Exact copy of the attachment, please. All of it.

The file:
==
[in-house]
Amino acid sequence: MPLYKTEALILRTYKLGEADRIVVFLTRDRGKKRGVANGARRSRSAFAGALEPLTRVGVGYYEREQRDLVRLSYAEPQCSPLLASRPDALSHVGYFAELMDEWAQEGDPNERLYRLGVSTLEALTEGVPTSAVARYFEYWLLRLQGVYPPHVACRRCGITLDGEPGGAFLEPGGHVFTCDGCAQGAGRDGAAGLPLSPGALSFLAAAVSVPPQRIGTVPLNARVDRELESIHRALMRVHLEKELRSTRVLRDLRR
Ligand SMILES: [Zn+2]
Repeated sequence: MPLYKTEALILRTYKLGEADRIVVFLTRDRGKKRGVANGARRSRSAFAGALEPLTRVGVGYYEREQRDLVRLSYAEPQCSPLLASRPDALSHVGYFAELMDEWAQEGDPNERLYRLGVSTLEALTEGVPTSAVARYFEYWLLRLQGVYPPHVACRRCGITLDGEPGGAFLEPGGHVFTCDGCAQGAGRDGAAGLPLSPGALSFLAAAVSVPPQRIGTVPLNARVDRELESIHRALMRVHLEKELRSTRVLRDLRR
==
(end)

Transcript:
[in-house]
Amino acid sequence: MPLYKTEALILRTYKLGEADRIVVFLTRDRGKKRGVANGARRSRSAFAGALEPLTRVGVGYYEREQRDLVRLSYAEPQCSPLLASRPDALSHVGYFAELMDEWAQEGDPNERLYRLGVSTLEALTEGVPTSAVARYFEYWLLRLQGVYPPHVACRRCGITLDGEPGGAFLEPGGHVFTCDGCAQGAGRDGAAGLPLSPGALSFLAAAVSVPPQRIGTVPLNARVDRELESIHRALMRVHLEKELRSTRVLRDLRR
Ligand SMILES: [Zn+2]
Repeated sequence: MPLYKTEALILRTYKLGEADRIVVFLTRDRGKKRGVANGARRSRSAFAGALEPLTRVGVGYYEREQRDLVRLSYAEPQCSPLLASRPDALSHVGYFAELMDEWAQEGDPNERLYRLGVSTLEALTEGVPTSAVARYFEYWLLRLQGVYPPHVACRRCGITLDGEPGGAFLEPGGHVFTCDGCAQGAGRDGAAGLPLSPGALSFLAAAVSVPPQRIGTVPLNARVDRELESIHRALMRVHLEKELRSTRVLRDLRR